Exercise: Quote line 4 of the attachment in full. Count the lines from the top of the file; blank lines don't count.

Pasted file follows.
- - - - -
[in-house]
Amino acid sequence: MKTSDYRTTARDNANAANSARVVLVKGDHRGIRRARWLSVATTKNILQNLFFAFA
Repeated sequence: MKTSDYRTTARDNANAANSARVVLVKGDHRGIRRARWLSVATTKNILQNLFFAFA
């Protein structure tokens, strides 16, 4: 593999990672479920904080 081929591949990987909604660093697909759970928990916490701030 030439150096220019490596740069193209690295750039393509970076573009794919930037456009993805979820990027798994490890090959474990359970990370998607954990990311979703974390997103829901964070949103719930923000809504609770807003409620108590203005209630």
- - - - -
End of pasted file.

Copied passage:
């Protein structure tokens, strides 16, 4: 593999990672479920904080 081929591949990987909604660093697909759970928990916490701030 030439150096220019490596740069193209690295750039393509970076573009794919930037456009993805979820990027798994490890090959474990359970990370998607954990990311979703974390997103829901964070949103719930923000809504609770807003409620108590203005209630």